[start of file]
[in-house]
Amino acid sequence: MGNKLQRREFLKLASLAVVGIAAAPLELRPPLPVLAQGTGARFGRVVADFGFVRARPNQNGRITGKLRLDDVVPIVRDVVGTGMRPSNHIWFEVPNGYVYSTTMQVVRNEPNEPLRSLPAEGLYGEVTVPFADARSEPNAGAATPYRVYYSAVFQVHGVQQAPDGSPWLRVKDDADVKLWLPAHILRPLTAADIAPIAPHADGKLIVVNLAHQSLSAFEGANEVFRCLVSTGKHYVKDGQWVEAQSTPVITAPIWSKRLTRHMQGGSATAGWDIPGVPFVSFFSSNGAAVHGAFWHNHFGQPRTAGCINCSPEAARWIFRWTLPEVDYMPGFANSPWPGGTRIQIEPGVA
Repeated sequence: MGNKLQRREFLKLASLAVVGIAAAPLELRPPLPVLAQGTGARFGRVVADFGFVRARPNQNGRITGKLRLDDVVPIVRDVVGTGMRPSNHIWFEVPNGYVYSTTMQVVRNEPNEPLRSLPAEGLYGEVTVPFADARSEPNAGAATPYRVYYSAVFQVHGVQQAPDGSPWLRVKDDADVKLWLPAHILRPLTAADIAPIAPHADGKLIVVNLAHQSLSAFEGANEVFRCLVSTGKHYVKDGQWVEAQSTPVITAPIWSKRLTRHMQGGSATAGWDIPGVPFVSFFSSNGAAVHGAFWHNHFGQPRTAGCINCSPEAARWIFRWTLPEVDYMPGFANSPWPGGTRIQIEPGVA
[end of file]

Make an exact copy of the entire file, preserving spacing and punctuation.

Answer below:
[in-house]
Amino acid sequence: MGNKLQRREFLKLASLAVVGIAAAPLELRPPLPVLAQGTGARFGRVVADFGFVRARPNQNGRITGKLRLDDVVPIVRDVVGTGMRPSNHIWFEVPNGYVYSTTMQVVRNEPNEPLRSLPAEGLYGEVTVPFADARSEPNAGAATPYRVYYSAVFQVHGVQQAPDGSPWLRVKDDADVKLWLPAHILRPLTAADIAPIAPHADGKLIVVNLAHQSLSAFEGANEVFRCLVSTGKHYVKDGQWVEAQSTPVITAPIWSKRLTRHMQGGSATAGWDIPGVPFVSFFSSNGAAVHGAFWHNHFGQPRTAGCINCSPEAARWIFRWTLPEVDYMPGFANSPWPGGTRIQIEPGVA
Repeated sequence: MGNKLQRREFLKLASLAVVGIAAAPLELRPPLPVLAQGTGARFGRVVADFGFVRARPNQNGRITGKLRLDDVVPIVRDVVGTGMRPSNHIWFEVPNGYVYSTTMQVVRNEPNEPLRSLPAEGLYGEVTVPFADARSEPNAGAATPYRVYYSAVFQVHGVQQAPDGSPWLRVKDDADVKLWLPAHILRPLTAADIAPIAPHADGKLIVVNLAHQSLSAFEGANEVFRCLVSTGKHYVKDGQWVEAQSTPVITAPIWSKRLTRHMQGGSATAGWDIPGVPFVSFFSSNGAAVHGAFWHNHFGQPRTAGCINCSPEAARWIFRWTLPEVDYMPGFANSPWPGGTRIQIEPGVA